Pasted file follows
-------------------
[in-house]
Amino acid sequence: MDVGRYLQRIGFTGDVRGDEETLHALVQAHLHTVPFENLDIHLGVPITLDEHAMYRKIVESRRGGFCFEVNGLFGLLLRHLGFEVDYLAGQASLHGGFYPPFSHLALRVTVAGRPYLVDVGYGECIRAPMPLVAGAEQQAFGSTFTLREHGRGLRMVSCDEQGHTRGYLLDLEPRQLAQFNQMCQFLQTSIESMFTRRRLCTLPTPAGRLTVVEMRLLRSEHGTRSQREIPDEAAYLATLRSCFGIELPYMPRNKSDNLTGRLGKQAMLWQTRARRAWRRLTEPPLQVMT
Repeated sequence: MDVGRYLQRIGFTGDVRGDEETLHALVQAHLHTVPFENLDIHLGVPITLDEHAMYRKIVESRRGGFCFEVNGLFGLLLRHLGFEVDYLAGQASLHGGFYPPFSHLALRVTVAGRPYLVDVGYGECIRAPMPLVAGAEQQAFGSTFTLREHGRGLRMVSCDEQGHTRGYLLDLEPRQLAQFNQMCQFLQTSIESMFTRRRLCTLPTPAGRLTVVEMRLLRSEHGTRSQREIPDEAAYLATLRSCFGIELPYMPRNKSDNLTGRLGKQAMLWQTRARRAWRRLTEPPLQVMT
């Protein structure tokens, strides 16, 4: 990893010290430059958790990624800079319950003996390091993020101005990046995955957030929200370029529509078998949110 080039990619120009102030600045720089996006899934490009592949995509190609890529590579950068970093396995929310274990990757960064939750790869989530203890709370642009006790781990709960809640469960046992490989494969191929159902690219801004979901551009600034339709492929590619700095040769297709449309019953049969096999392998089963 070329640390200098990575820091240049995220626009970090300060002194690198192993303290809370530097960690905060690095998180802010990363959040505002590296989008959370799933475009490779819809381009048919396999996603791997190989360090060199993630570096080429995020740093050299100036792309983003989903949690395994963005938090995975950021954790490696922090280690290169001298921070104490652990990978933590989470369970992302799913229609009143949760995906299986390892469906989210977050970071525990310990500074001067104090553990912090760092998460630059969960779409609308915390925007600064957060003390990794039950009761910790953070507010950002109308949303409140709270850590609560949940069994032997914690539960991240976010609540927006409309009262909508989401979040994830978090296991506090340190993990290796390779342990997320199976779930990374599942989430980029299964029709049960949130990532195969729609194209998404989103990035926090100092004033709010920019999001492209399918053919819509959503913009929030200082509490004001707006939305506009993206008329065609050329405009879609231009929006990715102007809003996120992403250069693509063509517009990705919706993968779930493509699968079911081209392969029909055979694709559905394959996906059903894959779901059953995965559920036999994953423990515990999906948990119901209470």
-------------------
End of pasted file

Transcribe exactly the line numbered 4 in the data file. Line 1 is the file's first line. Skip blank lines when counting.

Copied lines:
């Protein structure tokens, strides 16, 4: 990893010290430059958790990624800079319950003996390091993020101005990046995955957030929200370029529509078998949110 080039990619120009102030600045720089996006899934490009592949995509190609890529590579950068970093396995929310274990990757960064939750790869989530203890709370642009006790781990709960809640469960046992490989494969191929159902690219801004979901551009600034339709492929590619700095040769297709449309019953049969096999392998089963 070329640390200098990575820091240049995220626009970090300060002194690198192993303290809370530097960690905060690095998180802010990363959040505002590296989008959370799933475009490779819809381009048919396999996603791997190989360090060199993630570096080429995020740093050299100036792309983003989903949690395994963005938090995975950021954790490696922090280690290169001298921070104490652990990978933590989470369970992302799913229609009143949760995906299986390892469906989210977050970071525990310990500074001067104090553990912090760092998460630059969960779409609308915390925007600064957060003390990794039950009761910790953070507010950002109308949303409140709270850590609560949940069994032997914690539960991240976010609540927006409309009262909508989401979040994830978090296991506090340190993990290796390779342990997320199976779930990374599942989430980029299964029709049960949130990532195969729609194209998404989103990035926090100092004033709010920019999001492209399918053919819509959503913009929030200082509490004001707006939305506009993206008329065609050329405009879609231009929006990715102007809003996120992403250069693509063509517009990705919706993968779930493509699968079911081209392969029909055979694709559905394959996906059903894959779901059953995965559920036999994953423990515990999906948990119901209470």